Begin typing your search above and press return to search. Press Esc to cancel.

CH Precision, Wilson Benesch, and Nordost system

CH Precision, Wilson Benesch, and Nordost system

Suggesting that high-end audio has anything in common with Little Orphan Annie might seem like a stretch, but in one way at least they share a reality: for audio pilgrims who sign up to the quest for musical and sonic perfection, no matter how hard we try – or how much we spend – the constant evolution of equipment and technology means that the audio state-of-the-art is always a day away. No matter how hard we run we never quite catch up – and to make matters worse, these days the gap between dreams and reality has stretched to a yawning chasm. With more companies offering more and more expensive products, with speakers that shatter the six-figure price barrier seemingly run-of-the-mill, and with even a basic, high-end system costing more than a (very nice) car it’s harder to compete and far more confusing to try – not least because so many of the super-expensive products on offer so often fail to deliver on those rare occasions you get to hear them.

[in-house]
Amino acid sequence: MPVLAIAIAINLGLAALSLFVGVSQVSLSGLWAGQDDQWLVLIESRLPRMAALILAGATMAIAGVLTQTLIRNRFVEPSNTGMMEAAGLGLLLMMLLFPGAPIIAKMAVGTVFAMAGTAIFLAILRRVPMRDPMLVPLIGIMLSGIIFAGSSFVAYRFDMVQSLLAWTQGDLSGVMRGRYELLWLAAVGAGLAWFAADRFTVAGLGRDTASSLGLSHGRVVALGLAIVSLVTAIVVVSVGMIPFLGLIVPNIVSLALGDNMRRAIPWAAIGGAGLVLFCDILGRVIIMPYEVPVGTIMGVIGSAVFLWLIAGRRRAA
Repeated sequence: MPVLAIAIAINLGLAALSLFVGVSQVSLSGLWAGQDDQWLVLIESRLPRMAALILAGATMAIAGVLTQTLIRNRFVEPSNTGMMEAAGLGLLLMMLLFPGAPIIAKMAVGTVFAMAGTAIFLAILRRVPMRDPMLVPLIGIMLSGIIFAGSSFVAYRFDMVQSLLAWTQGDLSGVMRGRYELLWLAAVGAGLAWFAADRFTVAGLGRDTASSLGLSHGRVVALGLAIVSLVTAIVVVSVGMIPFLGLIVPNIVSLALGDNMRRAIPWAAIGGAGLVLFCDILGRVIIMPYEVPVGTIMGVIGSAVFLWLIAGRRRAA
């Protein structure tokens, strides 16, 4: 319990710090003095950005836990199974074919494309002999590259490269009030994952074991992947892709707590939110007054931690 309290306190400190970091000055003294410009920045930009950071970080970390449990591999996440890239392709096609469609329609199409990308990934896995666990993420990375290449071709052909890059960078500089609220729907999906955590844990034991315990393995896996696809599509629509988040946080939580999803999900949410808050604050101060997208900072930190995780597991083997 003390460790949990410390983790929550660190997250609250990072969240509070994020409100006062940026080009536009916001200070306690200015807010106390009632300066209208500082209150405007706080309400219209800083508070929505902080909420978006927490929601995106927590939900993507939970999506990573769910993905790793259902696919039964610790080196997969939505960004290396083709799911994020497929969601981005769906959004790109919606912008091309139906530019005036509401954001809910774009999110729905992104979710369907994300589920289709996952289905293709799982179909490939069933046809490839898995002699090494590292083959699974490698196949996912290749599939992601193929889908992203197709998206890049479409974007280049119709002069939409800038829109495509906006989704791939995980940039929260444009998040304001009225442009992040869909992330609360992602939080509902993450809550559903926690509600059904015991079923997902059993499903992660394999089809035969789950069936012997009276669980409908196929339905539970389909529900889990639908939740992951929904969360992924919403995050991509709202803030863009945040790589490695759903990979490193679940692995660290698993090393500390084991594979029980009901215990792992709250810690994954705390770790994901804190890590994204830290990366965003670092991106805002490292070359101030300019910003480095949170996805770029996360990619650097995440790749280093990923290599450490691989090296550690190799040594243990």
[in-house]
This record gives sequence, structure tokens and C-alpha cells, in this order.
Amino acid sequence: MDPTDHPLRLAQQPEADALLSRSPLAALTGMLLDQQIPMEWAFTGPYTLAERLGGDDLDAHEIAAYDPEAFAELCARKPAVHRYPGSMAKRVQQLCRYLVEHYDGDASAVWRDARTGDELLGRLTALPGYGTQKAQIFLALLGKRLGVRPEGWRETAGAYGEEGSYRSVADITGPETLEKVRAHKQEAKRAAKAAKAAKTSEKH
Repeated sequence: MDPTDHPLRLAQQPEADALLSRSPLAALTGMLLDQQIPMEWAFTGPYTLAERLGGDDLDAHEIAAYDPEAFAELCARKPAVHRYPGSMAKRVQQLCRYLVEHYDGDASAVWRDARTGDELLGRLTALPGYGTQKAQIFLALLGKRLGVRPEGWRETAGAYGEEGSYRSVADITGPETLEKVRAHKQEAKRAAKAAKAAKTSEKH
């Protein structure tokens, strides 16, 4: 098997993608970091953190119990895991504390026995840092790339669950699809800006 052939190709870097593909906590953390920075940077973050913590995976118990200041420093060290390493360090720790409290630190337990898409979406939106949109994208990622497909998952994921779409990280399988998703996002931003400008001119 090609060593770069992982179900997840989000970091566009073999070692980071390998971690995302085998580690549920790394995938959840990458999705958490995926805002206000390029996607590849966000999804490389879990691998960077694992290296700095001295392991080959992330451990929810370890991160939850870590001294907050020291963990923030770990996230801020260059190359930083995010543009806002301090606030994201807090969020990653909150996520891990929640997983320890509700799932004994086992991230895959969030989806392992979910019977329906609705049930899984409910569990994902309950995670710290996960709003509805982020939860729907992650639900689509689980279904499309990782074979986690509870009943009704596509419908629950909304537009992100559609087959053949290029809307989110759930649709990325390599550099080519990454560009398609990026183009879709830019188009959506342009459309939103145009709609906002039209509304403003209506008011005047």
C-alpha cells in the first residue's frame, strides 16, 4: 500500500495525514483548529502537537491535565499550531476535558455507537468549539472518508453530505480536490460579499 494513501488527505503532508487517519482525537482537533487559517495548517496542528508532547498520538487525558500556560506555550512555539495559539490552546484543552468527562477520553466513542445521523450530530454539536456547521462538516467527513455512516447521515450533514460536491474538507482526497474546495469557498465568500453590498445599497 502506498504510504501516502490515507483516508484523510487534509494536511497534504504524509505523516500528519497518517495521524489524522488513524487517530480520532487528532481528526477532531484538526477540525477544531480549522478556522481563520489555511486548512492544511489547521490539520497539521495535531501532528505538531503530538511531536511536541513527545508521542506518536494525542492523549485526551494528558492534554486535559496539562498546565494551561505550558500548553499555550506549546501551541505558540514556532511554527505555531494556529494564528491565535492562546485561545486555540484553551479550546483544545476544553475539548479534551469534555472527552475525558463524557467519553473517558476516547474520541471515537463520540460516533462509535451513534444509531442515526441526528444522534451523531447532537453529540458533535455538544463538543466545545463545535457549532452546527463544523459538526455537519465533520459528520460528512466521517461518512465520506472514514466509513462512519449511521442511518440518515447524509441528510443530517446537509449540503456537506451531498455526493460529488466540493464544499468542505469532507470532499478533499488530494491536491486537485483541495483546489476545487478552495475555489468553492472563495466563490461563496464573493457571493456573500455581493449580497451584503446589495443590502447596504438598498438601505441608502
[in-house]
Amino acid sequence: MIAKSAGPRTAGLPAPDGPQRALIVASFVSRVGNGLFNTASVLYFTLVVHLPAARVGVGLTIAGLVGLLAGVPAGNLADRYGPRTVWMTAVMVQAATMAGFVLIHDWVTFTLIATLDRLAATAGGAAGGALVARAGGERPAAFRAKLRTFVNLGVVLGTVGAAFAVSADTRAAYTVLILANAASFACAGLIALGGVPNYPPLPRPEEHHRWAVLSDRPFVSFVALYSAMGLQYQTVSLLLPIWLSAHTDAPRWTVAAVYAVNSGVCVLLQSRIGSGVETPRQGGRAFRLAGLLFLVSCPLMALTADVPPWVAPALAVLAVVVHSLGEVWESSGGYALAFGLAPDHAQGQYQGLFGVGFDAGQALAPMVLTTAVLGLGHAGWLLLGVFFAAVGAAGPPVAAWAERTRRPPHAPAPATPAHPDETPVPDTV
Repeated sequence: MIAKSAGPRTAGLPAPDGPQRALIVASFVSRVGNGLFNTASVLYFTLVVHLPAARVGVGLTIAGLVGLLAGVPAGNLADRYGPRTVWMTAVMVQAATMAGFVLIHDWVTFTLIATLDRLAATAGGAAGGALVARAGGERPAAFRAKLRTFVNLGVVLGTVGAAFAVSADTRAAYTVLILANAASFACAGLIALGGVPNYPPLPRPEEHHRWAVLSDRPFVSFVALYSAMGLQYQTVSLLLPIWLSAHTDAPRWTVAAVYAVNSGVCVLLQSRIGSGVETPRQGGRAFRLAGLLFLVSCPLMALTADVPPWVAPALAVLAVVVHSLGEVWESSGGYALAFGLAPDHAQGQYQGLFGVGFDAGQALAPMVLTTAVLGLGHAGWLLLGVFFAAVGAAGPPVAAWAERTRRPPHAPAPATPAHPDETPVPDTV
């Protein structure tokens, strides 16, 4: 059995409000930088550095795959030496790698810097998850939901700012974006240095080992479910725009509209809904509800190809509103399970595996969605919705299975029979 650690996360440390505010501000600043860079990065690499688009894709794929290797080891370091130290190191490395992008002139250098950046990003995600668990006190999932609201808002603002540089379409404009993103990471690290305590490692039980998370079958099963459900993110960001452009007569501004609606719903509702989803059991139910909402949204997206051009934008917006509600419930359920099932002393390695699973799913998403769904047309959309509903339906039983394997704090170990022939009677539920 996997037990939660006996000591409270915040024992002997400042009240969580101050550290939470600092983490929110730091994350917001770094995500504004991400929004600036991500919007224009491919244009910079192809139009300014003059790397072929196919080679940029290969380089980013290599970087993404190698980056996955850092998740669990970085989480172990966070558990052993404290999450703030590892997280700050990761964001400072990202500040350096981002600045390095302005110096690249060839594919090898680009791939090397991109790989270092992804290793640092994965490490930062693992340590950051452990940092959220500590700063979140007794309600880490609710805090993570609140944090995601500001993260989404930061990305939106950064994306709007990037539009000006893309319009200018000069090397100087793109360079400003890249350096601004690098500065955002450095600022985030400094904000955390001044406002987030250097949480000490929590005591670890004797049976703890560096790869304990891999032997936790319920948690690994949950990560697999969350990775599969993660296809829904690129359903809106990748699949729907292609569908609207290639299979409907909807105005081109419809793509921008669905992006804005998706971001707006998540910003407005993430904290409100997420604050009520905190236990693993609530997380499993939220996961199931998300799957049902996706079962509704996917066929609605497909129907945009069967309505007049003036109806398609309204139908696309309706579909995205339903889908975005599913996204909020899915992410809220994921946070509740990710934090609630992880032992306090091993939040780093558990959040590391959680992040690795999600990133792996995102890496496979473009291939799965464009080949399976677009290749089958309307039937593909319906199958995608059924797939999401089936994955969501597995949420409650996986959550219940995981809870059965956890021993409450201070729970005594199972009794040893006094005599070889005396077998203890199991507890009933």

So why do we keep the faith? Because occasionally, just occasionally, you experience a system that really delivers – one that ticks all the boxes and keeps all the promises; one that is so sonically adept and musically capable that listening and music take on that addictive quality we all remember from the very first good system we heard – the system that set our feet on this path in the first place. This is one of those systems…

This combination of CH Precision Electronics and Wilson Benesch speakers, all laced together with Nordost’s ‘value option’ Valhalla 2 (well, it seems like value compared to Odin!) is one of those systems where the music just is. It doesn’t obviously explode into the room or cuddle you seductively, it isn’t propelled ever forwards by a metronomically toe-tapping beat, nor does it exist in a permanently cavernous acoustic. Instead, it just happens; a natural extension and impression of the original event, performance that is all about THE performance; that resides with the performers rather than the equipment in the system, that simply sounds like real people and real instruments. This is still recorded music, but it’s recorded music with that instantly identifiable quality, the gestalt character of the real thing – and that makes it rare and wonderful.